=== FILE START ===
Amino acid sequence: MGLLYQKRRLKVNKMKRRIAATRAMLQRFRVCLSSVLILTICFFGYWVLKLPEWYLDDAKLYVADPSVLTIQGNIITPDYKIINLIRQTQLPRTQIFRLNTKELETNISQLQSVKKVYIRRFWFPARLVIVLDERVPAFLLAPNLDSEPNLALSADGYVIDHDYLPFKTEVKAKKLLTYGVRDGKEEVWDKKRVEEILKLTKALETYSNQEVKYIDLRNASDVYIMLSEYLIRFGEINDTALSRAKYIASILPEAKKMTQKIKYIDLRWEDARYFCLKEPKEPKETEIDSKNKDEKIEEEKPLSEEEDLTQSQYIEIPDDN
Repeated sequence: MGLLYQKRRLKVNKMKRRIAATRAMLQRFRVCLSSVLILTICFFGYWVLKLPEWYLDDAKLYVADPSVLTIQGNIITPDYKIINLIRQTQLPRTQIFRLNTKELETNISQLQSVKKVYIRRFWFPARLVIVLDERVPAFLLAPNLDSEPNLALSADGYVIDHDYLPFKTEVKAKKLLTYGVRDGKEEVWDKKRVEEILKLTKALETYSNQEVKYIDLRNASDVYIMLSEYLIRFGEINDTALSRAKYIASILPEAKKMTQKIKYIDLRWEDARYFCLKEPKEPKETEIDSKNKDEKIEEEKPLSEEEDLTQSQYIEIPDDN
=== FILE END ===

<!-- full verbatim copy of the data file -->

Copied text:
Amino acid sequence: MGLLYQKRRLKVNKMKRRIAATRAMLQRFRVCLSSVLILTICFFGYWVLKLPEWYLDDAKLYVADPSVLTIQGNIITPDYKIINLIRQTQLPRTQIFRLNTKELETNISQLQSVKKVYIRRFWFPARLVIVLDERVPAFLLAPNLDSEPNLALSADGYVIDHDYLPFKTEVKAKKLLTYGVRDGKEEVWDKKRVEEILKLTKALETYSNQEVKYIDLRNASDVYIMLSEYLIRFGEINDTALSRAKYIASILPEAKKMTQKIKYIDLRWEDARYFCLKEPKEPKETEIDSKNKDEKIEEEKPLSEEEDLTQSQYIEIPDDN
Repeated sequence: MGLLYQKRRLKVNKMKRRIAATRAMLQRFRVCLSSVLILTICFFGYWVLKLPEWYLDDAKLYVADPSVLTIQGNIITPDYKIINLIRQTQLPRTQIFRLNTKELETNISQLQSVKKVYIRRFWFPARLVIVLDERVPAFLLAPNLDSEPNLALSADGYVIDHDYLPFKTEVKAKKLLTYGVRDGKEEVWDKKRVEEILKLTKALETYSNQEVKYIDLRNASDVYIMLSEYLIRFGEINDTALSRAKYIASILPEAKKMTQKIKYIDLRWEDARYFCLKEPKEPKETEIDSKNKDEKIEEEKPLSEEEDLTQSQYIEIPDDN